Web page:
Director: Jean Rollin
Writers: Jean Rollin and Jacques Ralf
Release year: 1982
Jean Rollin’s LA MORTE VIVANTE (aka THE LIVING DEAD GIRL) – so far the one and only Rollin movie I’ve seen – is a very hit-and-miss kind of deal. But I’m not here to talk about the actual movie, of course.
Click play to listen to The Living Dead Violin
The frozen-frame ending is what concerns us, and I can say rightaway the last scene (including the last shot) of the film, is undoubtedly one of the best things this movie has to offer. In order to appreciate that last scene and understand why it is such a strong one, you first must learn about the main merit LA MORTE VIVANTE has (and perhaps the only thing that really works throughout the whole movie). No, I’m not talking about the gore or the plenty portrayal of female nudity. What really works in this movie, and is rather well-developed too, are the drama-aspects between the two leading girls (and that’s a strange thing to say for a sleazy gore-flick, one that many would commonly describe as Euro-Trash). It’s intriguing how things change between Catherine and Hélène, even in such a manner that by the time the movie ends, the roles of protagonist and antagonist have somewhat shifted. Catherine, our Living Dead Girl, needs blood and kills, yes, very true. But near the end you start questioning who the worst villain actually is: Is it Catherine, who never asked to be returned from the dead and is repulsed by her own actions? Or is it her life-long friend Hélène, providing her with fresh victims and near the end even killing anybody who comes too close to discovering their secret?
So you might see the ending of this movie coming – I for one did… In one last, shocking scene, Catherine starts eating Hélène alive (her craving for blood is that uncontrollable). When she has finished elaborately feasting on her friend’s body, then we are treated to our last shot. Catherine is sitting on her knees, covered in blood, besides the corps of Hélène. The set displays what could be the balcony-entrance to the side of the castle. It is like she realizes again what kind of carnage her blood-rage has unleashed and she has a very dramatic reaction to it. She starts hysterically screaming and crying – and for some odd reason that also involves her squeezing and caressing her own blood-covered boobies…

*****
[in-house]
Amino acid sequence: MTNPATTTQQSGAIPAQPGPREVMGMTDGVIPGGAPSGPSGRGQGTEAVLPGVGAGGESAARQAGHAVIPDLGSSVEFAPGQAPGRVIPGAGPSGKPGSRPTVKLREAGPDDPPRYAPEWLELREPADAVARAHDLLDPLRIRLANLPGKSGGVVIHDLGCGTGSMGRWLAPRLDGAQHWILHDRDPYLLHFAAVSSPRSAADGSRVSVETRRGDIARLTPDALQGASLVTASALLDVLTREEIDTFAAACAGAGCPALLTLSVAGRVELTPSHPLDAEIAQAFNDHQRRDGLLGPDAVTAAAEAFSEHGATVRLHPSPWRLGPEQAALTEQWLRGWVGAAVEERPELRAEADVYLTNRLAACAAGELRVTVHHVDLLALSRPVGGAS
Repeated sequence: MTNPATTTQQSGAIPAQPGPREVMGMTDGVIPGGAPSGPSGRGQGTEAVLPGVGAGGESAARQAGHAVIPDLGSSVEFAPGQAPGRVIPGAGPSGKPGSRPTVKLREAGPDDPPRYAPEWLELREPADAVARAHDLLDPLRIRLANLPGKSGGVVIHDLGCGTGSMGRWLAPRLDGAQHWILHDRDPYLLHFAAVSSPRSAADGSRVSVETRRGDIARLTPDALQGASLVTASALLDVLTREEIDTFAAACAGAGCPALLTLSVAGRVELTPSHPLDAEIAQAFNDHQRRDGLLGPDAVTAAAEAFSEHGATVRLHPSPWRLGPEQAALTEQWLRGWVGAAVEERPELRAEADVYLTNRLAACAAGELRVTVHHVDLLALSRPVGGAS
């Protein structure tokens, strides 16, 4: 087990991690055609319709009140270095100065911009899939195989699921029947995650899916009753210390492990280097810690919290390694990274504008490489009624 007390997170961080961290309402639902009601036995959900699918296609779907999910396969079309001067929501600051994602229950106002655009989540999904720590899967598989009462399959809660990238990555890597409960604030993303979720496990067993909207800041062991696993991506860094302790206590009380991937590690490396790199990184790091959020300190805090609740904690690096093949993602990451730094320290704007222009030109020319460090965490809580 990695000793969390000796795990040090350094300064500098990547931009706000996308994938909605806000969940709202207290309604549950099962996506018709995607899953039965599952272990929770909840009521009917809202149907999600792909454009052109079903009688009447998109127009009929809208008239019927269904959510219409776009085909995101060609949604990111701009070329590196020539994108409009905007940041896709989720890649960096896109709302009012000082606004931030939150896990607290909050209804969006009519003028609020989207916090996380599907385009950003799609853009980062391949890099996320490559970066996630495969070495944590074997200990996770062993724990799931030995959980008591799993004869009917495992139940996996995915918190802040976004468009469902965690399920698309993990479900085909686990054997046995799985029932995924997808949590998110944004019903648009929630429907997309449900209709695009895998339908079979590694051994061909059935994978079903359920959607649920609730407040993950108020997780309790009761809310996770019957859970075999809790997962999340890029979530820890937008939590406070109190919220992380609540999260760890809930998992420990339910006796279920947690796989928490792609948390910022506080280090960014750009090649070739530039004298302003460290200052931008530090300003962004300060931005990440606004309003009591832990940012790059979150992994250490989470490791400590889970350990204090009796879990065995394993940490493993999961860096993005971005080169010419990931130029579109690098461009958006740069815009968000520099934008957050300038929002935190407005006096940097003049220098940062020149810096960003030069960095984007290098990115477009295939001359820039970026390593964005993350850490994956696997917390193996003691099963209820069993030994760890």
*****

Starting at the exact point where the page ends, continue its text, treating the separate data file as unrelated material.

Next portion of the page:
While Catherine’s dramatic reaction is on-going, grieving screams and cries still pouring out of the woman, the camera slowly starts pulling back, along side the castle wall until the two actresses are merely silhouettes in the distance. It simply is one, long beautiful shot, and the way it is lit turns it into some darkly poetic visual. When Catherine raises her hands to her head again, she utters her last scream and… the frame freezes.
And then the end-credits scroll the frozen screen while a darkly ominous drone colours the soundtrack. A solid conclusion to a rather weak movie, ending it in shocking beauty.